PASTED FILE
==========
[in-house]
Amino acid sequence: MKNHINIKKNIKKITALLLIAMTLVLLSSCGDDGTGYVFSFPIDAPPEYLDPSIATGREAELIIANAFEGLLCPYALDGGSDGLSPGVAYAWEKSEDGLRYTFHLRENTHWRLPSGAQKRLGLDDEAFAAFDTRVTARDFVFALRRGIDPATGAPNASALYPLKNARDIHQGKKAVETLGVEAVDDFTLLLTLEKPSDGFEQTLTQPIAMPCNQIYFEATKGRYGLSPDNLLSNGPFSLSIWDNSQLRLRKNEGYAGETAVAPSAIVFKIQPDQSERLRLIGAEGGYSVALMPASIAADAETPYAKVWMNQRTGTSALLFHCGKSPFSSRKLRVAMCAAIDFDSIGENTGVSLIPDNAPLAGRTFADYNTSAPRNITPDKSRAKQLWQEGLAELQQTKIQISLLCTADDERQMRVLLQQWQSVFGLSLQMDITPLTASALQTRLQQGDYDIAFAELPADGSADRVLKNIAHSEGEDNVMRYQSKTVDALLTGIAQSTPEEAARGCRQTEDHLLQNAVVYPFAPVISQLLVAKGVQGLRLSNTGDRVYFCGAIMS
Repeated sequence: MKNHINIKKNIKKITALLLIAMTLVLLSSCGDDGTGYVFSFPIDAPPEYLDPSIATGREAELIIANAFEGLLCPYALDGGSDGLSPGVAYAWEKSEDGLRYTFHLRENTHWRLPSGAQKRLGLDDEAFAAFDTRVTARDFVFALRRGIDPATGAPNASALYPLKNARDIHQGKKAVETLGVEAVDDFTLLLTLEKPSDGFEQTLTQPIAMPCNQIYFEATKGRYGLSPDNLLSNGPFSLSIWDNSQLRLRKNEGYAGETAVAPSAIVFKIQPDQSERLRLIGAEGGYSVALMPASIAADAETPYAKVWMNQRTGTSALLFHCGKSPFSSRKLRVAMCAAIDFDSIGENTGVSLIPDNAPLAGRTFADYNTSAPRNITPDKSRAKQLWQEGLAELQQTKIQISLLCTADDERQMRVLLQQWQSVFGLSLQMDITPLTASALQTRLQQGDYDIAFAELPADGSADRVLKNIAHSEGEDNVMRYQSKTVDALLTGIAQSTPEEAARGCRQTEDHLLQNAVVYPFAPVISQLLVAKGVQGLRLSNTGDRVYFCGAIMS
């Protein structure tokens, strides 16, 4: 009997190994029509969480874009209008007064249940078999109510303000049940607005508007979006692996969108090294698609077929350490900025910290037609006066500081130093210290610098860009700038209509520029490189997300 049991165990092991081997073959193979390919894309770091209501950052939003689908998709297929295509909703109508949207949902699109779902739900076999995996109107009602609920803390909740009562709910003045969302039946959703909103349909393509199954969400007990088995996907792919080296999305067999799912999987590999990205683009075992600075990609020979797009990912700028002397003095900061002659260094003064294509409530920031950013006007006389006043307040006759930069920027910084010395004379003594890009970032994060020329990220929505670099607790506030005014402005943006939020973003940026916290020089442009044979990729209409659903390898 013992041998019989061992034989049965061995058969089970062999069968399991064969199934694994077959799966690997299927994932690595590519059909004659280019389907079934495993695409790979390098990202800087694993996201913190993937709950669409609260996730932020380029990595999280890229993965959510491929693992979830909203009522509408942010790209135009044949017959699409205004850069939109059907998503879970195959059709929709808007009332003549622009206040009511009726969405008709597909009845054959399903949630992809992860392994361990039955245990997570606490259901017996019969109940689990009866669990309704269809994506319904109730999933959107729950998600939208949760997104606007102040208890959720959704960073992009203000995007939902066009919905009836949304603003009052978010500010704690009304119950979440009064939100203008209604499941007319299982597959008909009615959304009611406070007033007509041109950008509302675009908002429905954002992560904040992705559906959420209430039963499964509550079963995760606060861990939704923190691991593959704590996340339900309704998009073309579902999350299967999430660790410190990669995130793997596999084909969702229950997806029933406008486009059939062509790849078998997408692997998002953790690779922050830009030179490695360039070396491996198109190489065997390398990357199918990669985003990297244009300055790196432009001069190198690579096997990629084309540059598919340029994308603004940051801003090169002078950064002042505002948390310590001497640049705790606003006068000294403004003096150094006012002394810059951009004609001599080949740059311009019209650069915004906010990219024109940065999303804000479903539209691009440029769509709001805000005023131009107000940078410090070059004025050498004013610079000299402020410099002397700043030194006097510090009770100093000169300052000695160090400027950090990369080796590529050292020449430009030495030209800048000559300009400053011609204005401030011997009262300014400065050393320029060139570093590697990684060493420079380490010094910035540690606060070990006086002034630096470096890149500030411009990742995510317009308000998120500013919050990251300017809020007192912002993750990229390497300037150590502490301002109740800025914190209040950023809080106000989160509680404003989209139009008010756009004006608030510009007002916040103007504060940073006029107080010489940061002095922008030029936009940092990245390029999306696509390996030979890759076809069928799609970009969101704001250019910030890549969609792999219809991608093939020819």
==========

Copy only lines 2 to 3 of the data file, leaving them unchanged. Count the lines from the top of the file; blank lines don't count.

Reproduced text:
Amino acid sequence: MKNHINIKKNIKKITALLLIAMTLVLLSSCGDDGTGYVFSFPIDAPPEYLDPSIATGREAELIIANAFEGLLCPYALDGGSDGLSPGVAYAWEKSEDGLRYTFHLRENTHWRLPSGAQKRLGLDDEAFAAFDTRVTARDFVFALRRGIDPATGAPNASALYPLKNARDIHQGKKAVETLGVEAVDDFTLLLTLEKPSDGFEQTLTQPIAMPCNQIYFEATKGRYGLSPDNLLSNGPFSLSIWDNSQLRLRKNEGYAGETAVAPSAIVFKIQPDQSERLRLIGAEGGYSVALMPASIAADAETPYAKVWMNQRTGTSALLFHCGKSPFSSRKLRVAMCAAIDFDSIGENTGVSLIPDNAPLAGRTFADYNTSAPRNITPDKSRAKQLWQEGLAELQQTKIQISLLCTADDERQMRVLLQQWQSVFGLSLQMDITPLTASALQTRLQQGDYDIAFAELPADGSADRVLKNIAHSEGEDNVMRYQSKTVDALLTGIAQSTPEEAARGCRQTEDHLLQNAVVYPFAPVISQLLVAKGVQGLRLSNTGDRVYFCGAIMS
Repeated sequence: MKNHINIKKNIKKITALLLIAMTLVLLSSCGDDGTGYVFSFPIDAPPEYLDPSIATGREAELIIANAFEGLLCPYALDGGSDGLSPGVAYAWEKSEDGLRYTFHLRENTHWRLPSGAQKRLGLDDEAFAAFDTRVTARDFVFALRRGIDPATGAPNASALYPLKNARDIHQGKKAVETLGVEAVDDFTLLLTLEKPSDGFEQTLTQPIAMPCNQIYFEATKGRYGLSPDNLLSNGPFSLSIWDNSQLRLRKNEGYAGETAVAPSAIVFKIQPDQSERLRLIGAEGGYSVALMPASIAADAETPYAKVWMNQRTGTSALLFHCGKSPFSSRKLRVAMCAAIDFDSIGENTGVSLIPDNAPLAGRTFADYNTSAPRNITPDKSRAKQLWQEGLAELQQTKIQISLLCTADDERQMRVLLQQWQSVFGLSLQMDITPLTASALQTRLQQGDYDIAFAELPADGSADRVLKNIAHSEGEDNVMRYQSKTVDALLTGIAQSTPEEAARGCRQTEDHLLQNAVVYPFAPVISQLLVAKGVQGLRLSNTGDRVYFCGAIMS